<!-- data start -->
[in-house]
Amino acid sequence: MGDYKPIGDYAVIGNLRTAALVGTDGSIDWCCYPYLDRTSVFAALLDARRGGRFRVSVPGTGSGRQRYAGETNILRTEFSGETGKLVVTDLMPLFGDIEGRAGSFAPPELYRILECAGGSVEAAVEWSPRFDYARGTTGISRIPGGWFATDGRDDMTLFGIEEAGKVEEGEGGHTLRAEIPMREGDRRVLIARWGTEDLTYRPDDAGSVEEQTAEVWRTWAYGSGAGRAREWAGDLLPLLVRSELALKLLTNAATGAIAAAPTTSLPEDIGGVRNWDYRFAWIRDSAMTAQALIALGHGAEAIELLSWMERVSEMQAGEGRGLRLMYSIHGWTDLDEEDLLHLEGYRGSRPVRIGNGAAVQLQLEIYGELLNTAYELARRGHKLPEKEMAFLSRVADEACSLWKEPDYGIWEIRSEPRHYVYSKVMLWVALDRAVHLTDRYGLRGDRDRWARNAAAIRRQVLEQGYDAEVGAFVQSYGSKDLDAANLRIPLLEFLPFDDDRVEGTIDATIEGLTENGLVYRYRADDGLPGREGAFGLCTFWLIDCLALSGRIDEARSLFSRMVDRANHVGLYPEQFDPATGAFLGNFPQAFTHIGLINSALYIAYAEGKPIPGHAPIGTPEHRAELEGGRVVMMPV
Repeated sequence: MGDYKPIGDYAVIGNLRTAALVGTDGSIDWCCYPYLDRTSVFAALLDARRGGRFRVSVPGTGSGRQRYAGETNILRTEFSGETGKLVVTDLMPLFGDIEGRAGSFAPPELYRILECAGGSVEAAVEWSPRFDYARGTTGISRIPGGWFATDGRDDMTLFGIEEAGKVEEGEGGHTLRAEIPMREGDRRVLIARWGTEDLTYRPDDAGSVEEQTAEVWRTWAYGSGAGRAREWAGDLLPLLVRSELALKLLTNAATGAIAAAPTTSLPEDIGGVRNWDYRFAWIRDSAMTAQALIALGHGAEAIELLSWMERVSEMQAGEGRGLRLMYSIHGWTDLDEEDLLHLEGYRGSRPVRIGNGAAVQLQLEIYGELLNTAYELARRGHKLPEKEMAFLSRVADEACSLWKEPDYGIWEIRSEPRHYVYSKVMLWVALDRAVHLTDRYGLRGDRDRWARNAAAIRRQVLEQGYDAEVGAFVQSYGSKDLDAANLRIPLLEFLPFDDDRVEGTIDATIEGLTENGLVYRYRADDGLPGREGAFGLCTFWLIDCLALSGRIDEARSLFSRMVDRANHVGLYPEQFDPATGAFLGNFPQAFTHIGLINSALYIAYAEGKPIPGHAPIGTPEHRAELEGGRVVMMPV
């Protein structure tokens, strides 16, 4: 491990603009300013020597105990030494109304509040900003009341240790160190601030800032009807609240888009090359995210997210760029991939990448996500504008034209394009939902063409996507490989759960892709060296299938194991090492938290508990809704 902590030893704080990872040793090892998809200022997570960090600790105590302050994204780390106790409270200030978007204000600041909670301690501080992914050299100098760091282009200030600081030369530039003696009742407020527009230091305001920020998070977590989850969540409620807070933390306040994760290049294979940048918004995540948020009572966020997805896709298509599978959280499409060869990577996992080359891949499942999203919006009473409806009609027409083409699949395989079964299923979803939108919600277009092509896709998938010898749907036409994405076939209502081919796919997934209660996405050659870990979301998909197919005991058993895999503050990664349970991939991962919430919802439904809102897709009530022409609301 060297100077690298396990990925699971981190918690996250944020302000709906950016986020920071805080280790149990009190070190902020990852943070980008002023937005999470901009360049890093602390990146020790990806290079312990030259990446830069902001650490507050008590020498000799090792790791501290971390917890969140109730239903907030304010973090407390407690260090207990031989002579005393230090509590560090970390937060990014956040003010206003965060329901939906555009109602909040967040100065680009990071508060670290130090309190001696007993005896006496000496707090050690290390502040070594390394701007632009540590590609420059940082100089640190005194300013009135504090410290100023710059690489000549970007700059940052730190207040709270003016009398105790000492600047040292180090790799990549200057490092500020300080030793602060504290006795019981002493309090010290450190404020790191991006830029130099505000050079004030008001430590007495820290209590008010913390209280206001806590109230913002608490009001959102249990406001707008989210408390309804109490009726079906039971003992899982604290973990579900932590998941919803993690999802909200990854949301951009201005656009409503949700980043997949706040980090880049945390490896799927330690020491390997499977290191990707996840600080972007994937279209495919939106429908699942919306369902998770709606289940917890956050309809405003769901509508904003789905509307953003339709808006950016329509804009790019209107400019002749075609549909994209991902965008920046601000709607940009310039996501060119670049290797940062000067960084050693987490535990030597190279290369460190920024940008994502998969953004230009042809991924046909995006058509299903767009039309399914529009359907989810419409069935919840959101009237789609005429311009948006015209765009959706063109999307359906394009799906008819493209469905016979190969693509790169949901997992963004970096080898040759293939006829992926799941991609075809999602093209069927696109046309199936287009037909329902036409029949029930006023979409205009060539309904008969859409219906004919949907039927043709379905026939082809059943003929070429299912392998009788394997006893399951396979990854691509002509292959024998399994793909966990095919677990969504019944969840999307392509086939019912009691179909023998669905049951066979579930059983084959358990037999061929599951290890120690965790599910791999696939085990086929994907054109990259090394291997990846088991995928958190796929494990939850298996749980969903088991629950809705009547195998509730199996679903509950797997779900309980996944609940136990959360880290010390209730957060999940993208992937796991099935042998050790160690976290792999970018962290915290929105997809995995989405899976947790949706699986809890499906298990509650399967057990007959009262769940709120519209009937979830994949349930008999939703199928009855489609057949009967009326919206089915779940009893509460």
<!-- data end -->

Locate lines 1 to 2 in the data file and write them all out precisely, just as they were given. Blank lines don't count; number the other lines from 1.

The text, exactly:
[in-house]
Amino acid sequence: MGDYKPIGDYAVIGNLRTAALVGTDGSIDWCCYPYLDRTSVFAALLDARRGGRFRVSVPGTGSGRQRYAGETNILRTEFSGETGKLVVTDLMPLFGDIEGRAGSFAPPELYRILECAGGSVEAAVEWSPRFDYARGTTGISRIPGGWFATDGRDDMTLFGIEEAGKVEEGEGGHTLRAEIPMREGDRRVLIARWGTEDLTYRPDDAGSVEEQTAEVWRTWAYGSGAGRAREWAGDLLPLLVRSELALKLLTNAATGAIAAAPTTSLPEDIGGVRNWDYRFAWIRDSAMTAQALIALGHGAEAIELLSWMERVSEMQAGEGRGLRLMYSIHGWTDLDEEDLLHLEGYRGSRPVRIGNGAAVQLQLEIYGELLNTAYELARRGHKLPEKEMAFLSRVADEACSLWKEPDYGIWEIRSEPRHYVYSKVMLWVALDRAVHLTDRYGLRGDRDRWARNAAAIRRQVLEQGYDAEVGAFVQSYGSKDLDAANLRIPLLEFLPFDDDRVEGTIDATIEGLTENGLVYRYRADDGLPGREGAFGLCTFWLIDCLALSGRIDEARSLFSRMVDRANHVGLYPEQFDPATGAFLGNFPQAFTHIGLINSALYIAYAEGKPIPGHAPIGTPEHRAELEGGRVVMMPV